It took the entire summer, but CitiMortgage came back with a deal: a 23-year graduated rate loan with a balloon payment at the end. For the first five years, the interest rate would be 3 percent. The rate would then rise yearly through the eighth year, at which time the rate would be capped at 5.29 percent. After 23 years, in 2032, a balloon payment of more than $50,000 would be due.

“We are pleased to have arrived at a solution for this family’s situation, although we cannot comment on specifics due to privacy concerns,” said CitiMortgage spokesman Mark Rodgers.

Criscione said the deal lowered their monthly payment from $1,268 to $518 a month,

”Short-term, we just need to keep payments on time and keep food on the table. This modification definitely helps that goal,” Criscione said.

But they need to watch the long-term, too. The family will have a balloon payment of $50,000 in 2023, but they hope it never gets to that point. As their son’s health improves, John Criscione plans to get back into the job market. In time, as the family’s finances recover, they can refinance to a loan that doesn’t involve a balloon payment.

Criscione is still sending resumes out and trying to network, and he says he’ll find a job.

”In the meantime, I’m helping my son beat cancer. He needs me 24/7, and we expect to prevail,” he said.


CitiMortgage customers aren’t the only ones who have experienced delays like the Crisciones.

When loan modification programs were first announced, homeowners flocked to get help but many loan servicers were not yet equipped to handle the caseloads. Rodgers said Citi, along with the rest of the industry, experienced quickly escalating and unprecedented levels of borrowers needing assistance, especially in the first part of 2009.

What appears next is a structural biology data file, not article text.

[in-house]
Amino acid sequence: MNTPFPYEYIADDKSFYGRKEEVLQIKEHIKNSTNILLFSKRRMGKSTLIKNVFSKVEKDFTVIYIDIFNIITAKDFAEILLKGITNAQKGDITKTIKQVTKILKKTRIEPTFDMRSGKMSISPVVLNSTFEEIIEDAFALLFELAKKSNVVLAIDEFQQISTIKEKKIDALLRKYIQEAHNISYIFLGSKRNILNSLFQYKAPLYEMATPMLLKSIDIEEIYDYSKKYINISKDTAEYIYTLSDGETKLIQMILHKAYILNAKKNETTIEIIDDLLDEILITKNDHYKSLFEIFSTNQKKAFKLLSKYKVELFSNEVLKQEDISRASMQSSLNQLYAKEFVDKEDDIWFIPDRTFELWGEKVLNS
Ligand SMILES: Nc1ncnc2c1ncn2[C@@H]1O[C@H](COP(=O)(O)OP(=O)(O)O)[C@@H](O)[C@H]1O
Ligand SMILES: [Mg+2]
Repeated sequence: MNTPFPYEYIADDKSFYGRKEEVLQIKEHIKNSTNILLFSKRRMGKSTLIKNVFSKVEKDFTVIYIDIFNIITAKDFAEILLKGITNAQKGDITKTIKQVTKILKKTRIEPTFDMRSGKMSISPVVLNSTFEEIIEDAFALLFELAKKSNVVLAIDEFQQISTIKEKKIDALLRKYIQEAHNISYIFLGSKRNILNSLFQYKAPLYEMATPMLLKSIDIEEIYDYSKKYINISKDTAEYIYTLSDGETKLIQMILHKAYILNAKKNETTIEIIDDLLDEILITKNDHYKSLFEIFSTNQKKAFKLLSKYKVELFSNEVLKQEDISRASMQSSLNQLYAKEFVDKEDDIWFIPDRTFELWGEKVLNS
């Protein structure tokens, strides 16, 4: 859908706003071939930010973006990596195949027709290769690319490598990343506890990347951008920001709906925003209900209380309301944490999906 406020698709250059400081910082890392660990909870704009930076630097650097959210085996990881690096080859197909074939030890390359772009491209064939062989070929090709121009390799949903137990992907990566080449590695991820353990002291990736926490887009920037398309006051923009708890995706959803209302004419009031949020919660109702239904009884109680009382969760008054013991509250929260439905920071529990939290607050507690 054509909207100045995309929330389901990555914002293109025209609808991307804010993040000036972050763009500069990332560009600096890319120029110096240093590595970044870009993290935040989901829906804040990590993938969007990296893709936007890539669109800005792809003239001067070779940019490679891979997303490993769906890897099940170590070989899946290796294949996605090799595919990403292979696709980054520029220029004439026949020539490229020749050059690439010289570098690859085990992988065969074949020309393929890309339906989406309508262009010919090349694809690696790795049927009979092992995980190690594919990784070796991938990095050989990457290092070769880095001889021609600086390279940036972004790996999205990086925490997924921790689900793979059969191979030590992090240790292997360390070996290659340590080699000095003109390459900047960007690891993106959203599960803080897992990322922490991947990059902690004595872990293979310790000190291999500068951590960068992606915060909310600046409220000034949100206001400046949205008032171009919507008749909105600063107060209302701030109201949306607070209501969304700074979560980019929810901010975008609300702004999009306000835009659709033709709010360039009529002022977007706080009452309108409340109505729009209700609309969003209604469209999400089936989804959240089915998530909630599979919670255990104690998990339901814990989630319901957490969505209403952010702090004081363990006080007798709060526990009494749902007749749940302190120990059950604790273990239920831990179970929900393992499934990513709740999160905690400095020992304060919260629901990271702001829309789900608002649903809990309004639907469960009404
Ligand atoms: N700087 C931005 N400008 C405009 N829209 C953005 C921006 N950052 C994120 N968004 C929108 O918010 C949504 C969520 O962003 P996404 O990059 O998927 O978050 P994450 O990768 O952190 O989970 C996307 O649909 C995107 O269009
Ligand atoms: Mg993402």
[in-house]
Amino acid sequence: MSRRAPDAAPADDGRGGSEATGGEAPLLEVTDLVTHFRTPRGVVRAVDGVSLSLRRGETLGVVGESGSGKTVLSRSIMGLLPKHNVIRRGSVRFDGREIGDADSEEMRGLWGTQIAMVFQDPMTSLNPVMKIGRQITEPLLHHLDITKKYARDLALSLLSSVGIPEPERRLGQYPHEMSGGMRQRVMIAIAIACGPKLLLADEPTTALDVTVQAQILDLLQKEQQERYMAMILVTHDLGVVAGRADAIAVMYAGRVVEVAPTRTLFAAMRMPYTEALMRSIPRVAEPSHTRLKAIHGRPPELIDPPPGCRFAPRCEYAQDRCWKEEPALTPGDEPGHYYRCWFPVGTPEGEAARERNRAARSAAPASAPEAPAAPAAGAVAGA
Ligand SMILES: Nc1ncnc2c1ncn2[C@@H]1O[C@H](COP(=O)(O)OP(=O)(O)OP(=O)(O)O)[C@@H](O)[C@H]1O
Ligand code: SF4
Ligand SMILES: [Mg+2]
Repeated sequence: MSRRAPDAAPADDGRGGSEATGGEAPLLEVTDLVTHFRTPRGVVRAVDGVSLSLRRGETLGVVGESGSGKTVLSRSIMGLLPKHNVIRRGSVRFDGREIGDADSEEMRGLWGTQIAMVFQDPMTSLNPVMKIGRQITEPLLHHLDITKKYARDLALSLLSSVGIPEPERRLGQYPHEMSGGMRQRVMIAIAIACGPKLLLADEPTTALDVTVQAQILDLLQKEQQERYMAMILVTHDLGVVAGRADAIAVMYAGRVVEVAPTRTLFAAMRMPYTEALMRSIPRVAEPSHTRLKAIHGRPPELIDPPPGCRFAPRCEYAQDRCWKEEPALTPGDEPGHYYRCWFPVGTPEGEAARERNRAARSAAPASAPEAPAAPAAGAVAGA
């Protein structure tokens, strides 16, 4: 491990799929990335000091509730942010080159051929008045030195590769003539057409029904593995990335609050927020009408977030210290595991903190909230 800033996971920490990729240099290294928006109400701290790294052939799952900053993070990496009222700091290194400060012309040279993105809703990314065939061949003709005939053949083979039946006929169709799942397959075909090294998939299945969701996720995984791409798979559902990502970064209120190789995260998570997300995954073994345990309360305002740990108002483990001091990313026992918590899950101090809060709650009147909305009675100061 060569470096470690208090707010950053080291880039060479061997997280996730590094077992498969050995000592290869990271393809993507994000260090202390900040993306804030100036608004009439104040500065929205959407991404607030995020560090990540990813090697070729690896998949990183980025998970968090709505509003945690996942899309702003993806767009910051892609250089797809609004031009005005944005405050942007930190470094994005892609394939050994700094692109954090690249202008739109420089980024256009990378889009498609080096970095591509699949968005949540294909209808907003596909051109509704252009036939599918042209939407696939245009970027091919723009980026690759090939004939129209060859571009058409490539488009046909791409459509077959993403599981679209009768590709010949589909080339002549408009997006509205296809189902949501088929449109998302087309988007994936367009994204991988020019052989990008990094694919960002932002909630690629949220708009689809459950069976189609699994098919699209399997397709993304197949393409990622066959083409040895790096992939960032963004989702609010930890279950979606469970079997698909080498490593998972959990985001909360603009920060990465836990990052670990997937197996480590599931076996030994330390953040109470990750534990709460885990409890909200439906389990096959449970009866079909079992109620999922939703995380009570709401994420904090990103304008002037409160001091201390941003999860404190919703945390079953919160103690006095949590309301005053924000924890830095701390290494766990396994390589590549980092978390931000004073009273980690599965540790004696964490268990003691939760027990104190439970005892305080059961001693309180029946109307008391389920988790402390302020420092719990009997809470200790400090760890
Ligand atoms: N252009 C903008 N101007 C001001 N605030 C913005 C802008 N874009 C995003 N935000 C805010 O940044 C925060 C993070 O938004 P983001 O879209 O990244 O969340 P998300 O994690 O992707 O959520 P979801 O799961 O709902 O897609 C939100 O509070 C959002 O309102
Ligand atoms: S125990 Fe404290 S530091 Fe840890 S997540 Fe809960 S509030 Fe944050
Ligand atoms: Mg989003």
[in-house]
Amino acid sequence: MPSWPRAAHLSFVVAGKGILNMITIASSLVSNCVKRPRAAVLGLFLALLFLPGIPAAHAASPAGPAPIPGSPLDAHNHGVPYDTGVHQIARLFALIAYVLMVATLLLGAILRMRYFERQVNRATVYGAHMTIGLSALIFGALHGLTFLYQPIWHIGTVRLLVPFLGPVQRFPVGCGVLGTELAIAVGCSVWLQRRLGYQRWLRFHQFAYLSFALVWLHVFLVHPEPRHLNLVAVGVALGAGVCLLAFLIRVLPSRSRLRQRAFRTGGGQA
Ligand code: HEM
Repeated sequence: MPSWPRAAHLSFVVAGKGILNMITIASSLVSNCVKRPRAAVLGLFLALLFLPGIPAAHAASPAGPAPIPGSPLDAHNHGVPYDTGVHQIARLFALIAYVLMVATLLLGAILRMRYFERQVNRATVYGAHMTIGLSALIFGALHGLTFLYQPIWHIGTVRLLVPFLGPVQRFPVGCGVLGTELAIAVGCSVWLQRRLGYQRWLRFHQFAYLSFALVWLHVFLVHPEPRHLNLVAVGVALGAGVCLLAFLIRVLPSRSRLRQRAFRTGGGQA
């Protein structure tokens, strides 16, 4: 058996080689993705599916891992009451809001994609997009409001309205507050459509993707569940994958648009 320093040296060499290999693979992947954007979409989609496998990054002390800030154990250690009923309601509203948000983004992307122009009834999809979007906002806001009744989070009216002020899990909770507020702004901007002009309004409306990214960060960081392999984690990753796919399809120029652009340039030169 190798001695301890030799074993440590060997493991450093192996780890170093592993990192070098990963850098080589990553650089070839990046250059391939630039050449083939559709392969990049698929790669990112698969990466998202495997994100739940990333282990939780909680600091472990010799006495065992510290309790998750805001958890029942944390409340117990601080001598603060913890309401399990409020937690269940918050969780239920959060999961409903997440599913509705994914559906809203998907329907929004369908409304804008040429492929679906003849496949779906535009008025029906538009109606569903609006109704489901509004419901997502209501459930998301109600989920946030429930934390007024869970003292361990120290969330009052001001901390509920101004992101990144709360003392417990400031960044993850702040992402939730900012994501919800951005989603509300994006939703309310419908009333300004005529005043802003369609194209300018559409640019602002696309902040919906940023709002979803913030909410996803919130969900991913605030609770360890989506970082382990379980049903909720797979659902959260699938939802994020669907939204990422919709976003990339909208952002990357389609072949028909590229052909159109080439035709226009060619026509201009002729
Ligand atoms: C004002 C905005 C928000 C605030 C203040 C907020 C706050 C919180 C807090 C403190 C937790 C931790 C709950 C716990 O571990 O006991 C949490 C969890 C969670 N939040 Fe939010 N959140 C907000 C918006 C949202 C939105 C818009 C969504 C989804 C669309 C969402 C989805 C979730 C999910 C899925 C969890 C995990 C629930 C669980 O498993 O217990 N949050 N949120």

While he couldn’t comment specifically on the Crisciones’ situation, that could be a reasonable explanation for the delays (though it doesn’t excuse the phone reps behavior when the Crisciones were in the hospital).

The process should go more smoothly today, now that lenders have had time to hire and train additional staff to handle modification requests.

If you’re having trouble with your mortgage, start at the website. Use the self-assessment tools to see if you qualify for one of the many legitimate programs available to modify mortgages.

Also keep your guard up. If you see or hear an ad from “mortgage experts” who promise to help you with your mortgage, be suspicious. Not all offers are scams, but plenty are.

Beware of anyone who charges a hefty up-front fee for counseling (HUD-approved housing counselors are free), run from mortgage experts who pressure you to sign papers right away and start screaming if anyone suggests you sign your home/deed over to them as part of a program to prevent foreclosure.

Before you turn to an outside company, contact your lender and see what it can offer. Be persistent. Hopefully your lender will be more responsive than CitiMortgage was to the Crisciones’ initial requests for help. If not, let me know.